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Wellcome - MRC Cambridge Stem Cell Institute

 
Logo of the Royal Society

Group Leaders Professor David Rowitch and Professor Ben Simons, and Affiliate Principal Investigator Dr Peter Campbell, are among over 60 outstanding scientists from across the globe who have joined the Royal Society as Fellows and Foreign Members.

The Royal Society is a self-governing Fellowship made up of the most eminent scientists, engineers and technologists from the UK and the Commonwealth. Its Foreign Members are drawn from the rest of the world and are selected for their exceptional contributions to science.

The Society’s fundamental purpose is to recognise, promote, and support excellence in science and to encourage the development and use of science for the benefit of humanity.

“The global pandemic has demonstrated the continuing importance of scientific thinking and collaboration across borders,” said President of the Royal Society, Sir Adrian Smith.

“Each Fellow and Foreign Member bring their area of scientific expertise to the Royal Society and when combined, this expertise supports the use of science for the benefit of humanity.

“Our new Fellows and Foreign Members are all at the forefronts of their fields from molecular genetics and cancer research to tropical open ecosystems and radar technology. It is an absolute pleasure and honour to have them join us.”

Professor David Rowitch FMedSci FRS

Professor and Head of the Department of Paediatrics, Group Leader at the Cambridge Stem Cell Institute and Wellcome Trust Senior Investigator

Professor Rowitch’s basic and translational research on glial cells, comprising 90% of cells in the human brain, has been transformative. Rowitch’s established how embryonic central nervous patterning specifies myelinating oligodendrocytes through essential functions of Olig2, a study that helped initiate genetic methodologies in glial biology, and how astrocyte functional diversification is critical for support of neural circuits in the spinal cord. He has applied a developmental neuroscience perspective to better understand human neonatal brain development and white matter injury in premature infants, multiple sclerosis and leukodystrophy.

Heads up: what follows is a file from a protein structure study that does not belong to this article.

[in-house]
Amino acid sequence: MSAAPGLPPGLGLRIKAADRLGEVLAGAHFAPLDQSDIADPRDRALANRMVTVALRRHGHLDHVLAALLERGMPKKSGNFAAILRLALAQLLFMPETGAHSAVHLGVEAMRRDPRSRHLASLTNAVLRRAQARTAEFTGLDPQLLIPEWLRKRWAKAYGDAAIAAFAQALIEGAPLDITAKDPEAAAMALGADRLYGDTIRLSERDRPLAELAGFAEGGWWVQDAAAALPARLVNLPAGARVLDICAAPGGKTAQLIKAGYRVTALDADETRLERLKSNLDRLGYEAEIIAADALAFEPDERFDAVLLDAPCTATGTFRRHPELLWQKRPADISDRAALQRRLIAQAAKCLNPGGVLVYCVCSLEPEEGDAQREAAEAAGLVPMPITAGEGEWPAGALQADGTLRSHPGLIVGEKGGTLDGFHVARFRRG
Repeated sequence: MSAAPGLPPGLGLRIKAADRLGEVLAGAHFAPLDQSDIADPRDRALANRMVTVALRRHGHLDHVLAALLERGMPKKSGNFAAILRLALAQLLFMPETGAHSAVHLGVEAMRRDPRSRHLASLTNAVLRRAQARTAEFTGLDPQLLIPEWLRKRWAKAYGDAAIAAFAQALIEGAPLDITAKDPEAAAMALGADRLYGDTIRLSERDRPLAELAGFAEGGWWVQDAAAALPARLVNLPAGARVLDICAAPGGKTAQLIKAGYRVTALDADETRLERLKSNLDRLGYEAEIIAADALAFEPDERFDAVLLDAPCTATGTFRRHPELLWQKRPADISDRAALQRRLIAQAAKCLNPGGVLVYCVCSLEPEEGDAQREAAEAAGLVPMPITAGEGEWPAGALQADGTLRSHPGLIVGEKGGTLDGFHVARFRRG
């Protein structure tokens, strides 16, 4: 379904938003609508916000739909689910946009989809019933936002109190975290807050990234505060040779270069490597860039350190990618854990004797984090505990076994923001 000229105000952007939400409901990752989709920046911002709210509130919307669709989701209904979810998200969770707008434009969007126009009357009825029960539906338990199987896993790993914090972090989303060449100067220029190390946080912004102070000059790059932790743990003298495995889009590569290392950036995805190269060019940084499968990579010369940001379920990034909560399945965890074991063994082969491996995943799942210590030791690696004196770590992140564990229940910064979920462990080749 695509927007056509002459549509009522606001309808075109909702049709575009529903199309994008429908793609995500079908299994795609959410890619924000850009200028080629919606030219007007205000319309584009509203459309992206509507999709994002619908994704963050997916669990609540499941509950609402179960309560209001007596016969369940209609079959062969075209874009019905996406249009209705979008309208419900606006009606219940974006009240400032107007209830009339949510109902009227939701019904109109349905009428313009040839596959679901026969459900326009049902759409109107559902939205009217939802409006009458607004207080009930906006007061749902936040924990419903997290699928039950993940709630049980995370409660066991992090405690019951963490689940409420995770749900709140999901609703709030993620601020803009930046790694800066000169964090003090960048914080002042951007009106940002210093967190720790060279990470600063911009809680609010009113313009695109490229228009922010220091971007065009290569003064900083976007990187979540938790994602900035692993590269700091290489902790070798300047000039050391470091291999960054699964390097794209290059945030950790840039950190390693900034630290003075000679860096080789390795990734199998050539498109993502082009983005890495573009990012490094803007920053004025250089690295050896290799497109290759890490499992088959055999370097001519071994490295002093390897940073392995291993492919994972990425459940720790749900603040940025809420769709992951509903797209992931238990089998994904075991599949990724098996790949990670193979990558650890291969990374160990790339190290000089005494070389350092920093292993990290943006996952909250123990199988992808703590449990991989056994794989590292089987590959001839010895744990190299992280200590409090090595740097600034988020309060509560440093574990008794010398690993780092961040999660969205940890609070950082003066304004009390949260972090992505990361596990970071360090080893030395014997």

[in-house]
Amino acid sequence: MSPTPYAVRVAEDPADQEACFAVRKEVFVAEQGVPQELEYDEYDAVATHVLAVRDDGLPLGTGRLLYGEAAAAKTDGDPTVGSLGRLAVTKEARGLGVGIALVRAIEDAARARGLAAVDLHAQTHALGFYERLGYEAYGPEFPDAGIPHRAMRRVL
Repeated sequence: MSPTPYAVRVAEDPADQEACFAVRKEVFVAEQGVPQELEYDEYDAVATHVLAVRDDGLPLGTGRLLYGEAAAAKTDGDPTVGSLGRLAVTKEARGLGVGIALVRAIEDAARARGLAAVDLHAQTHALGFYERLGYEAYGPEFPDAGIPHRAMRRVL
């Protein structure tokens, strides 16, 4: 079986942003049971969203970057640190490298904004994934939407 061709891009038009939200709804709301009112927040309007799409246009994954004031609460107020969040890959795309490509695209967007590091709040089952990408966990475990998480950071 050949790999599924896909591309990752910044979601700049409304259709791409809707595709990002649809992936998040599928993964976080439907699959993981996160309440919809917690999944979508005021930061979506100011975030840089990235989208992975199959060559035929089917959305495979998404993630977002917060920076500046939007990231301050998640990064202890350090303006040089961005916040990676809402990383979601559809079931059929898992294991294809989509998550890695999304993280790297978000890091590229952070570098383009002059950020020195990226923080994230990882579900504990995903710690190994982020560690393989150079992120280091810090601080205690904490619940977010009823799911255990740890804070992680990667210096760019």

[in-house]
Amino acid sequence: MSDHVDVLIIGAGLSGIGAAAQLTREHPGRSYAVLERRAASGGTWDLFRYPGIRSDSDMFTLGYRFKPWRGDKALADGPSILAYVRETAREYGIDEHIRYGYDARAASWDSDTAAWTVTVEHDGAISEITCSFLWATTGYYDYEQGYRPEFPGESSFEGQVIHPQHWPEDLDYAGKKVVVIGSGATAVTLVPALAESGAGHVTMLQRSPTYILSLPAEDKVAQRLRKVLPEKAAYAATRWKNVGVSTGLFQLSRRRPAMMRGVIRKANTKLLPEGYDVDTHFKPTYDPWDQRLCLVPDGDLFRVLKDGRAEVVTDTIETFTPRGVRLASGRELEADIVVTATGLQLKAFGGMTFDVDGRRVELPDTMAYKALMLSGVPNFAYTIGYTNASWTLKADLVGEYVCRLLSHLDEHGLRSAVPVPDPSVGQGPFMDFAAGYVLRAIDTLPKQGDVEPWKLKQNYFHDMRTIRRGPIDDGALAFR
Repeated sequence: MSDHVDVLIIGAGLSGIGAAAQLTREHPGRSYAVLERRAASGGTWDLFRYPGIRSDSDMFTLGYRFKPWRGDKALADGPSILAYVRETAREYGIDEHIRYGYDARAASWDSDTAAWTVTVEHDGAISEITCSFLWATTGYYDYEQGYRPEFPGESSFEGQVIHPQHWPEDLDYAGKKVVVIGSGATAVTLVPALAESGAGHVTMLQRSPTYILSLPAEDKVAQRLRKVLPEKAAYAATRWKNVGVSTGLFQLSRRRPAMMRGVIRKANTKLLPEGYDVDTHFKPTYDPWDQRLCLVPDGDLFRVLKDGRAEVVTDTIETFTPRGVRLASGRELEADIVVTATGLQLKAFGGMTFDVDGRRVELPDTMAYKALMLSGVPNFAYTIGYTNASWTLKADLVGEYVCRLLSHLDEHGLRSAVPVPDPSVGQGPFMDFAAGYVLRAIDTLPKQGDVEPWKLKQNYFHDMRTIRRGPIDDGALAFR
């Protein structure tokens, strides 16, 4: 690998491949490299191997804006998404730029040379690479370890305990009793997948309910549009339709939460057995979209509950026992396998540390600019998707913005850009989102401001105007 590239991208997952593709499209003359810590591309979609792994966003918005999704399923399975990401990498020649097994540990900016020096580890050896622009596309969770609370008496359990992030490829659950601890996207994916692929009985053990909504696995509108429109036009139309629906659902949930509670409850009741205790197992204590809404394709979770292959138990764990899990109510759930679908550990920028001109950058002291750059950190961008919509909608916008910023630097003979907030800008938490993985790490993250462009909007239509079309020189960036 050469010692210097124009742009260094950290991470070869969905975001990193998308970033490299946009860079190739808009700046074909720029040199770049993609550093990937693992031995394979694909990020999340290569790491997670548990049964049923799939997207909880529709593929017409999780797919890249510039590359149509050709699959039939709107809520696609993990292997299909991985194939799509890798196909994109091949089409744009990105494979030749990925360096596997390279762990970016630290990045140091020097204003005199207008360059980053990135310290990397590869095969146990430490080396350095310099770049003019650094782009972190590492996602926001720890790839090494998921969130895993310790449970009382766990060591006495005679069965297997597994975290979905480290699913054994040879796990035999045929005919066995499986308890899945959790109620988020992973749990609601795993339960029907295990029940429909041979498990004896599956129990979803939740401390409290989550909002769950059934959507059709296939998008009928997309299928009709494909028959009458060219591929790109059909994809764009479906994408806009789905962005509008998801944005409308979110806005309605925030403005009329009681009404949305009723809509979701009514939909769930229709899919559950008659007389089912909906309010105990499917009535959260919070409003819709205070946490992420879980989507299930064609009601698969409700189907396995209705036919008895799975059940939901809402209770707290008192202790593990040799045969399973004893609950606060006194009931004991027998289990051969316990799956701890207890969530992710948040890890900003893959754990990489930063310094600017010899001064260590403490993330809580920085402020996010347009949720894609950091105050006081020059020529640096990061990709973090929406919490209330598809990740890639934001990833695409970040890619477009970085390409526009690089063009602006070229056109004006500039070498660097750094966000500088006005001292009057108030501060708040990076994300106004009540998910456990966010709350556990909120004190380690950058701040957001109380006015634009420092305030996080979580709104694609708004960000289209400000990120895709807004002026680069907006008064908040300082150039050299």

David said: “It is a great honour to be elected to the Fellowship of the Royal Society, joining many of my esteemed Cambridge, and other scientific, colleagues.”

Professor Benjamin Simons FRS

Royal Society EP Abraham Professor, Department of Applied Mathematics and Theoretical Physics, Group Leader at the Cambridge Stem Cell Institute and Senior Group Leader of the Gurdon Institute

As a theorist, Professor Simons has contributed to a diverse range of fields, from quantum condensed matter physics to developmental and cancer biology. His research translates concepts and approaches from statistical physics to gain predictive insights in the collective dynamics of complex systems. In biology, his studies have revealed common mechanisms of stem cell regulation, and how these programmes become subverted during the early phase of tumour growth.

Ben said: “I am delighted to be elected to the Fellowship. I hope that my election may serve to emphasise the value of multidisciplinary research that stands at the interface between physics and the life sciences.”

Affiliate PI Dr Peter Campbell FMedSci FRS

Head, Cancer, Ageing, and Somatic Mutations Programme, Wellcome Sanger Institute and Honorary Professor of Cancer Genomics, Dept of Haematology.

Peter has been recognised for his work as an early adopter of genomic technologies to study the underlying mechanisms of cancer which has led the development of an entirely new approach to investigating cancer.

Find out more

The full list of new Fellows and Foreign Members was published by the Royal Society on Thursday 6 May 2021.